I was probably in fifth grade when I bought a prayer book, “Mary, My Hope,” for my mother. I recall that there was a week-long parish mission at my home parish with prayer books in the vestibule for purchase. I believe it was my Christmas gift for my mother in 1956.
I cherish that prayer book. I found it in my mother’s bedroom right after her death in 1989. Like every good prayer book, it is well worn. I can picture my mother looking at the title, “Mary, My Hope,” likely every morning when she opened it to say her prayers. We, the church at our best, know that the Blessed Mother and devotion to her will always lead us to her son and our Savior, Jesus Christ. Thus, Mary is my hope.
This time of Advent is both an opportunity for us to honor our Blessed Mother, who watched and waited as Jesus grew, and to rekindle a true sense of hope in our lives. We are told that human beings cannot live without hope. To do so is to surrender to death in despair.
The “Catechism of the Catholic Church” (CCC n. 1817) gives a great definition of hope: “the theological virtue by which we desire the kingdom of heaven and eternal life as our happiness, placing our trust in Christ’s promises and relying, not on our own strength, but on the help of the grace of the Holy Spirit.”
The two words that jump right off the page are desire and trust.
The season of Advent, those special four weeks before the celebration of Christmas, are times to rekindle proper desire in our lives. It is no accident that the solemnity of the Immaculate Conception on Dec. 8 always comes at the very beginning of the season of Advent. It holds special meaning for me because on Dec. 8, 1999, I was ordained a bishop. With the guidance of our Blessed Mother, we ask that our desires will be purified during these four weeks approaching Christmas.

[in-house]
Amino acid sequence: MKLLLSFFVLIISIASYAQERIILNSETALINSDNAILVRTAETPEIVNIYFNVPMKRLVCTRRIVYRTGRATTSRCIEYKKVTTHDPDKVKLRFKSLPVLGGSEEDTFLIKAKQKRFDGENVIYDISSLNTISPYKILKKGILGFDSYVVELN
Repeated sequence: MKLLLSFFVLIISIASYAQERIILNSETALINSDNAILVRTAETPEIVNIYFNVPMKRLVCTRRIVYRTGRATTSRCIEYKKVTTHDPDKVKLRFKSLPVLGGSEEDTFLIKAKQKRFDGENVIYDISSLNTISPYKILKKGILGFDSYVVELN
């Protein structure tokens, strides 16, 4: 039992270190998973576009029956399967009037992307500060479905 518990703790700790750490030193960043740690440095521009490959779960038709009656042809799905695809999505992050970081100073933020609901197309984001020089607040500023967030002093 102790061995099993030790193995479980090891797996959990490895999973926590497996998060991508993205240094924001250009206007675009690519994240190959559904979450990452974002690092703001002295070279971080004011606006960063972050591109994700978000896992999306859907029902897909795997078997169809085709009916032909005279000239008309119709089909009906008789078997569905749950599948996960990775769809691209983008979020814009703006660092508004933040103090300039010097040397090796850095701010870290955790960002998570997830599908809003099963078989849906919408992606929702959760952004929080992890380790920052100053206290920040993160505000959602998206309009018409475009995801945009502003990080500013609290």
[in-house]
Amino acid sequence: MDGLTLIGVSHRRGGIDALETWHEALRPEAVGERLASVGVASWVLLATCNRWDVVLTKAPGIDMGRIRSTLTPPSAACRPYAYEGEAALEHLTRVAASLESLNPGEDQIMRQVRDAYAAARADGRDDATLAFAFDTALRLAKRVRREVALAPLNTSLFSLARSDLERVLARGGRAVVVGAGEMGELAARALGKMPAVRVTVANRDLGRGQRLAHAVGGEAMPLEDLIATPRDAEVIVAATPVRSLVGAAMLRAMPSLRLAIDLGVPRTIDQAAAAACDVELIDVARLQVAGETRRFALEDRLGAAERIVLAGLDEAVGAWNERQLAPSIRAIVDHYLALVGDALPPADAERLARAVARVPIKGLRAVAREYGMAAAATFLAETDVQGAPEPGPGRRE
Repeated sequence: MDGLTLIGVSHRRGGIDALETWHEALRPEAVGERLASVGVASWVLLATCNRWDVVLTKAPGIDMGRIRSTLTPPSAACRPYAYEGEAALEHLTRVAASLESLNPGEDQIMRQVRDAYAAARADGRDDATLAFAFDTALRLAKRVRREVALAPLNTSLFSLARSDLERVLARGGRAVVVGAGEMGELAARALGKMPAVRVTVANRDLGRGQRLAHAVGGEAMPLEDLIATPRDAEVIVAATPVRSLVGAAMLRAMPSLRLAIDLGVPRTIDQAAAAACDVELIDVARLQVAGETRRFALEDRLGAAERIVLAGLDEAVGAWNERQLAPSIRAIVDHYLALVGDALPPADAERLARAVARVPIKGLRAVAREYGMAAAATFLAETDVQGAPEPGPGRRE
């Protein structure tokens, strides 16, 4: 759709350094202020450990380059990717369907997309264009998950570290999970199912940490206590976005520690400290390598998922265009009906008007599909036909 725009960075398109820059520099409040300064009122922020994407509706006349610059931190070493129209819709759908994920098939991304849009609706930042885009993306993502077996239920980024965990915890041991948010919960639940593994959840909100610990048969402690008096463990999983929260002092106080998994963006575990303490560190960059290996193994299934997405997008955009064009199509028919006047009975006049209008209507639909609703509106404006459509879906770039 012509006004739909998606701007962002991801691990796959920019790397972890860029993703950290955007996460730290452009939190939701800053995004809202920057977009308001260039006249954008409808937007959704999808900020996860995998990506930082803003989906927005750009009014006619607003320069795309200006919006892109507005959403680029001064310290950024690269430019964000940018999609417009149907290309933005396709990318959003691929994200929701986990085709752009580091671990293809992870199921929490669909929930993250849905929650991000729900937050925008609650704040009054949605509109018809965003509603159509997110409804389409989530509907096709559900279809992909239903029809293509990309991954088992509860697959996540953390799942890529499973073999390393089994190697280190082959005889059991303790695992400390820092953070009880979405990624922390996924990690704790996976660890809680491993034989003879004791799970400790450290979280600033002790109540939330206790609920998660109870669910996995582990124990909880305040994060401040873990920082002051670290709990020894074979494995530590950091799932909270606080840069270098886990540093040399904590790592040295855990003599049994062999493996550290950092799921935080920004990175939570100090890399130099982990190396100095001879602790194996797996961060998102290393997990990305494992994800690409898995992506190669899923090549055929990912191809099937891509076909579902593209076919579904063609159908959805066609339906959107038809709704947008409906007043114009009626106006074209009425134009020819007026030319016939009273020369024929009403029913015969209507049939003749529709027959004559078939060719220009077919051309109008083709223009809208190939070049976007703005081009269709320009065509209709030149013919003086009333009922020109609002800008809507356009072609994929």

We also pray that we might place our trust in God. There is a touch of irony each time we look at the back of every dollar bill, reminding us, “In God We Trust.” So often that bill represents placing our trust in the direction of desires that are not lasting.
Church tradition has given us three surefire ways to purify our desire and to increase our trust. Each is worthy of our attention.
The first is to pray more frequently and more fervently. Advent calendars and Advent wreaths are great reminders to pray in our home and even to consider going to daily Mass. There is no substitute for placing ourselves in an environment that will purify our desires. When we pray, we begin to think differently.
Second, Advent reconciliation services are great opportunities to receive the sacrament of reconciliation. I will join brother priests on Wednesday, Dec. 14, at the Passionist monastery for a prayer service and opportunity to go to confession. Please check out the schedule for the sacrament of reconciliation in your parish before Christmas is here. (Visit the archdiocesan website for times and schedules here.
Third, there is the wonderful gift of intentionality. To purify our desires and increase our trust, we do not necessarily need to do more things. Rather we need to do things with a deliberate and careful intentionality. As I sign my Christmas cards, I take each moment to say a prayer of thanksgiving for the person whose card I am addressing. You can do the same when you write a card, shop for a gift or even bake those famous Christmas cookies that everybody loves.
I am so thankful for examples like my mother who prayed that prayer book “Mary, My Hope” until it was worn through. During these Advent days, I pray that you have in your lives such a witness of fostering the purification of your desires and a deepening of your trust in God.
I discuss these themes on my monthly television program, “Conversations with Archbishop Kurtz.” Click here to see this segment and others for the month of December.
Archbishop Joseph E. Kurtz